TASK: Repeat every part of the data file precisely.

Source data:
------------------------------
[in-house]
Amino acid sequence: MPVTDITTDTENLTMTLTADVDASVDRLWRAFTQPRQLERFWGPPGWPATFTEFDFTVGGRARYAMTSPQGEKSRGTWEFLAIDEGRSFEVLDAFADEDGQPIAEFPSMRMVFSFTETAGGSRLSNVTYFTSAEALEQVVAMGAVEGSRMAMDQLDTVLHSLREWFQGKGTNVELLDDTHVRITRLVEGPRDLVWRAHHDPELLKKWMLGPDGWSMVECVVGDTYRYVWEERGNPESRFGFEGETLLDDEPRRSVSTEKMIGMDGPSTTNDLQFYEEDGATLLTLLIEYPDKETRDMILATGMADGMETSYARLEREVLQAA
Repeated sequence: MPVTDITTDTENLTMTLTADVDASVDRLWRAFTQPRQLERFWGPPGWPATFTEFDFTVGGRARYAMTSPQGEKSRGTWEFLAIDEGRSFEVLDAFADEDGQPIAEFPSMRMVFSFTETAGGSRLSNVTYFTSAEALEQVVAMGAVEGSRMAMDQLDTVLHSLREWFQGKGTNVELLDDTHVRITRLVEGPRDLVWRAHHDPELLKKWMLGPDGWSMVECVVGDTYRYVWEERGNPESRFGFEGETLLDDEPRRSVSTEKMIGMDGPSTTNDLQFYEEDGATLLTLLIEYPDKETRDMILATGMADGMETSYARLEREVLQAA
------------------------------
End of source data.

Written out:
[in-house]
Amino acid sequence: MPVTDITTDTENLTMTLTADVDASVDRLWRAFTQPRQLERFWGPPGWPATFTEFDFTVGGRARYAMTSPQGEKSRGTWEFLAIDEGRSFEVLDAFADEDGQPIAEFPSMRMVFSFTETAGGSRLSNVTYFTSAEALEQVVAMGAVEGSRMAMDQLDTVLHSLREWFQGKGTNVELLDDTHVRITRLVEGPRDLVWRAHHDPELLKKWMLGPDGWSMVECVVGDTYRYVWEERGNPESRFGFEGETLLDDEPRRSVSTEKMIGMDGPSTTNDLQFYEEDGATLLTLLIEYPDKETRDMILATGMADGMETSYARLEREVLQAA
Repeated sequence: MPVTDITTDTENLTMTLTADVDASVDRLWRAFTQPRQLERFWGPPGWPATFTEFDFTVGGRARYAMTSPQGEKSRGTWEFLAIDEGRSFEVLDAFADEDGQPIAEFPSMRMVFSFTETAGGSRLSNVTYFTSAEALEQVVAMGAVEGSRMAMDQLDTVLHSLREWFQGKGTNVELLDDTHVRITRLVEGPRDLVWRAHHDPELLKKWMLGPDGWSMVECVVGDTYRYVWEERGNPESRFGFEGETLLDDEPRRSVSTEKMIGMDGPSTTNDLQFYEEDGATLLTLLIEYPDKETRDMILATGMADGMETSYARLEREVLQAA